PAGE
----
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A BRITISH man who fought Isis as a member of a Kurdish militia appeared in court yesterday charged with attending a terrorist training camp.
Former soldier James Matthews, 43, was greeted by supporters outside Westminster magistrates’ court as he arrived to face a single charge of attending a place used for terrorist training, an offence under the Terrorism Act 2006.
It is alleged that, on or before February 15 2016, Mr Matthews attended a place or places in Iraq and Syria where instruction or training was provided for purposes connected to the commission or preparation of terrorism.
Represented by Joel Bennathan QC, Mr Matthews, wearing black jeans and a brown leather jacket, spoke only to confirm his identity.
Mr Matthews, who served with the British army in Bosnia in the 1990s, is believed to have joined the Kurdish People’s Protection Units (YPG) in 2015 and served three tours with the group.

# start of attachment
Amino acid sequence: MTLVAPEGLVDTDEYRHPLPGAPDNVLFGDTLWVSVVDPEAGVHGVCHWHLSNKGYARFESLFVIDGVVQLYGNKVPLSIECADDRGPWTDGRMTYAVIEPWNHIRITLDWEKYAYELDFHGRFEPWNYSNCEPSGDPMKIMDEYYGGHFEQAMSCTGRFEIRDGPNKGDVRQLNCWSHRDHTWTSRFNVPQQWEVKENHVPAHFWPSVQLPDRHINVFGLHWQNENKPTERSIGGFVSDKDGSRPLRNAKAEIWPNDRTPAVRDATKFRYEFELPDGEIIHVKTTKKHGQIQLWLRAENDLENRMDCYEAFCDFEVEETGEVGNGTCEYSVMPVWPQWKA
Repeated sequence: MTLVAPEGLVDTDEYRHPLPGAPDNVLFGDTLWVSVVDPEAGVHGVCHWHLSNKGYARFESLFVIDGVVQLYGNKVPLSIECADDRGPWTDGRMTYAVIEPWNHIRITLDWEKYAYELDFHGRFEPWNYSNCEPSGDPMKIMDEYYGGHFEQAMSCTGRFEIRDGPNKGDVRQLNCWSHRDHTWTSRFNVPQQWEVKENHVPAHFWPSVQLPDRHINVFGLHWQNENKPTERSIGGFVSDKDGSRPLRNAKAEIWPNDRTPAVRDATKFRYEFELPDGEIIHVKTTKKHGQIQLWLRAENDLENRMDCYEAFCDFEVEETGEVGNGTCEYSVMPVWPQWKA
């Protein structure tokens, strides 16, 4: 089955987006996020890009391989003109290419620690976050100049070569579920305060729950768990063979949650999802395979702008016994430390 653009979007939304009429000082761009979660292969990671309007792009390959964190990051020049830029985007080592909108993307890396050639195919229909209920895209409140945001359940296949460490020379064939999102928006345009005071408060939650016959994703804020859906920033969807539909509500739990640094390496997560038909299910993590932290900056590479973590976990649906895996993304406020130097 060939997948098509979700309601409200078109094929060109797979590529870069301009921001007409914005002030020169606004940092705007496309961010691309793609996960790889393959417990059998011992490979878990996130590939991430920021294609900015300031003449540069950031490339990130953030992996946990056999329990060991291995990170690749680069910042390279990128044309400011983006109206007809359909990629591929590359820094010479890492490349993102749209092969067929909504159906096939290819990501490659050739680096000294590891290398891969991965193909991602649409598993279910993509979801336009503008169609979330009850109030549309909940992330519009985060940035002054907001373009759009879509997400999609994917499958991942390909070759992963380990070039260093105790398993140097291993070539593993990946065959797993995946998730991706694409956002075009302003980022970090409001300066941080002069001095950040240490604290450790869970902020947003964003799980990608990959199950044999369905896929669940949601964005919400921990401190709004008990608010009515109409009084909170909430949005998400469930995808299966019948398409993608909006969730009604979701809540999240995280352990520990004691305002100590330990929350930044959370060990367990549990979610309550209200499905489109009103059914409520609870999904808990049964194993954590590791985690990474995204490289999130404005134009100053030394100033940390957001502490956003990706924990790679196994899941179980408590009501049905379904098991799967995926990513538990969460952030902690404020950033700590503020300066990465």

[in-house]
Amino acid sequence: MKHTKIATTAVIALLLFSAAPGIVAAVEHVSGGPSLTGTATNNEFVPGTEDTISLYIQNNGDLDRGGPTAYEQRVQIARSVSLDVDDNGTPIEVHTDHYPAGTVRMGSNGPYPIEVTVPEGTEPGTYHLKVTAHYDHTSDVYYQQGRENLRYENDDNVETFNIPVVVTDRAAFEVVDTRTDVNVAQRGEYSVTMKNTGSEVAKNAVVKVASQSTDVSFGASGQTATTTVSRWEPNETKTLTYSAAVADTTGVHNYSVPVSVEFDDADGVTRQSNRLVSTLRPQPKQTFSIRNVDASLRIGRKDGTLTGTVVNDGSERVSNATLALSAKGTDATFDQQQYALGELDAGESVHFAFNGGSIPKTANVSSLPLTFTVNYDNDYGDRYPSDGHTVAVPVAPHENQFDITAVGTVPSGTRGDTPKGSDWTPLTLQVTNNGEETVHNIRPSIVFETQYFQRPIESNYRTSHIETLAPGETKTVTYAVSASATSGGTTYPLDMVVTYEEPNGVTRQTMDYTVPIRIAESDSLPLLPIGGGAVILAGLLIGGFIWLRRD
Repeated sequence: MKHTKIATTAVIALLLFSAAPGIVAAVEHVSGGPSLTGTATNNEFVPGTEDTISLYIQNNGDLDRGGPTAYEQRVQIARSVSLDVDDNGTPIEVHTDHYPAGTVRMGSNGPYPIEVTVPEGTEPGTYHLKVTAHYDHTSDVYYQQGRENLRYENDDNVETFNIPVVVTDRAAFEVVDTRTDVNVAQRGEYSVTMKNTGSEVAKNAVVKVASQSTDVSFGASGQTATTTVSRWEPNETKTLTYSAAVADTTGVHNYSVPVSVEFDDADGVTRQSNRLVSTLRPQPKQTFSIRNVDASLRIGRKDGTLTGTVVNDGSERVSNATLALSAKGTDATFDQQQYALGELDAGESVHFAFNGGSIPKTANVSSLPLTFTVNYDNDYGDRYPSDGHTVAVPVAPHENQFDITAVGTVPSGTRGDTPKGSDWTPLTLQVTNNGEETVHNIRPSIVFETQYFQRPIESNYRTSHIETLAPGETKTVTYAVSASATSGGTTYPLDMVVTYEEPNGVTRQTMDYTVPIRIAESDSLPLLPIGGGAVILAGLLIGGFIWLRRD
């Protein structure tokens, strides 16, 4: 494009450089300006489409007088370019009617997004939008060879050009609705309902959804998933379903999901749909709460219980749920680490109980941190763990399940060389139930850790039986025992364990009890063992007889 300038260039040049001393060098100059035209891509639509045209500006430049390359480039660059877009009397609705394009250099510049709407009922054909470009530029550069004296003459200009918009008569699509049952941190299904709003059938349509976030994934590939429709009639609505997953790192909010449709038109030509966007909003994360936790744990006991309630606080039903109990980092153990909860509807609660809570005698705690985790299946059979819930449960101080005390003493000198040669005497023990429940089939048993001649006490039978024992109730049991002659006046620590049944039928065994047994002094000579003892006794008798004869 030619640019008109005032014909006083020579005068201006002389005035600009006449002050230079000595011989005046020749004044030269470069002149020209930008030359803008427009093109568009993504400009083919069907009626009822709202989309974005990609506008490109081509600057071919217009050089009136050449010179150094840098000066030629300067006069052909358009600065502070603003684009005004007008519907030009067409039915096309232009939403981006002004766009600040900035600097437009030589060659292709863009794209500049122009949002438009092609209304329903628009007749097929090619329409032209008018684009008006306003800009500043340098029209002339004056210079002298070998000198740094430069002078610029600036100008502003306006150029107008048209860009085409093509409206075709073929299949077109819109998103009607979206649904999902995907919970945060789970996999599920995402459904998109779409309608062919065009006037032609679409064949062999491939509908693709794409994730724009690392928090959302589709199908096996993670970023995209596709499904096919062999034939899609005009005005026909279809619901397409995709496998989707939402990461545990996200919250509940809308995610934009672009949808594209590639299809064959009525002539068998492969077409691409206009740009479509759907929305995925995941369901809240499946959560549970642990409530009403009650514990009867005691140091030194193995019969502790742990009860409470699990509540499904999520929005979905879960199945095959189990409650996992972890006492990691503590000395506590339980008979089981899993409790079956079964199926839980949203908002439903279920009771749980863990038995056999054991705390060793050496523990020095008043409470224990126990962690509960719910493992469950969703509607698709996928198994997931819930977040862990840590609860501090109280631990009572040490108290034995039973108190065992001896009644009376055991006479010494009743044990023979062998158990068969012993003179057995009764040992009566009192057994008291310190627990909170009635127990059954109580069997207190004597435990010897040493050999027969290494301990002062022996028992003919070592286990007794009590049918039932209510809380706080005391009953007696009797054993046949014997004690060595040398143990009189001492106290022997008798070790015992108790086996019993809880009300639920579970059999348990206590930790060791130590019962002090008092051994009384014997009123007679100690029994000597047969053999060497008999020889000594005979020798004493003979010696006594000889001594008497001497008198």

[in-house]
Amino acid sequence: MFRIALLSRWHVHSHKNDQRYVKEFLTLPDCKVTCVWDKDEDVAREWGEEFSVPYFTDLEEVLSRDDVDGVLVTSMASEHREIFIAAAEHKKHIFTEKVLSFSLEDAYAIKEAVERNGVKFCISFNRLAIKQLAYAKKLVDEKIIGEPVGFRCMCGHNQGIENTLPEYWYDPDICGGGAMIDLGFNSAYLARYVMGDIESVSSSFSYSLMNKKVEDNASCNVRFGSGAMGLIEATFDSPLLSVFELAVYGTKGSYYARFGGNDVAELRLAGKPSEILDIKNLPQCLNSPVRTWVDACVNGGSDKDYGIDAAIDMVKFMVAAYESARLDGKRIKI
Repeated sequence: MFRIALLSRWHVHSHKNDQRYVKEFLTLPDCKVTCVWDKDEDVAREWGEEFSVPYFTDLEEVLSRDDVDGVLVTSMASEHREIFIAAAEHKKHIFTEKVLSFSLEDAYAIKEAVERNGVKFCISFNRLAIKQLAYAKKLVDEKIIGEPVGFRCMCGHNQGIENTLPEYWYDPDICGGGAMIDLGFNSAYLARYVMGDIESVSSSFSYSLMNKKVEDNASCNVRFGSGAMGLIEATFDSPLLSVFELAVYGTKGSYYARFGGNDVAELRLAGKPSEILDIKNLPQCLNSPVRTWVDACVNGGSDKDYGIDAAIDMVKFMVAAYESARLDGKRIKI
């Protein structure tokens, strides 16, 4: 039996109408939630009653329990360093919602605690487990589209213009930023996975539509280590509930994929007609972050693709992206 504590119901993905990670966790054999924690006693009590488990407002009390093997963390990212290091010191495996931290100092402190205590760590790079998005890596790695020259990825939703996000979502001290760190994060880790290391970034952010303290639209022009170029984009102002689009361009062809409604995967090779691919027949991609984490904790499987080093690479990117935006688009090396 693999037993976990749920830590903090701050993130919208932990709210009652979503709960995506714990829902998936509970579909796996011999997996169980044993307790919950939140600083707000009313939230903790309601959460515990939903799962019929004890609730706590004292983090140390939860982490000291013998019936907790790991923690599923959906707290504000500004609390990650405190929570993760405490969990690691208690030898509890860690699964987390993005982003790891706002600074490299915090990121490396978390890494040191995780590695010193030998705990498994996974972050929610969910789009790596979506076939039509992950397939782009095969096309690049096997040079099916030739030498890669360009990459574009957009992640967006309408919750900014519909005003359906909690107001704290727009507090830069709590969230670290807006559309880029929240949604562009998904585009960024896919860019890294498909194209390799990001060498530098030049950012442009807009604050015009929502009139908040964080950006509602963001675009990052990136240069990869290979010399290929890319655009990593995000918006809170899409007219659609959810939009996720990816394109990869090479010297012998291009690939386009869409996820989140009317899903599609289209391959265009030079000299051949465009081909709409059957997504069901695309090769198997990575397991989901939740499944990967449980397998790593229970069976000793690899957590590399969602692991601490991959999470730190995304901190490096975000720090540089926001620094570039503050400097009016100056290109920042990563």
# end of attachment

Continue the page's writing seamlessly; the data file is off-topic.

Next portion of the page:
In March 2017, a “Jim Matthews” was a signatory to an “open letter from British YPG fighters on London attacks” posted on a Kurdish news website.
The letter urged people not to give in to extremism of any kind following the terrorist atrocities in Westminster, near London Bridge and in Manchester.
Mr Matthews also featured in a 2015 Channel 4 documentary entitled The Brits Battling Isis, which followed three British-born men fighting the terrorist movement.
The defendant, of Dalston, east London, indicated a not guilty plea to the charge and will next appear at the Old Bailey on March 1.
It is believed this is the first time that terrorism legislation has been used to prosecute someone who is assisting a group who are also being assisted by the British government.
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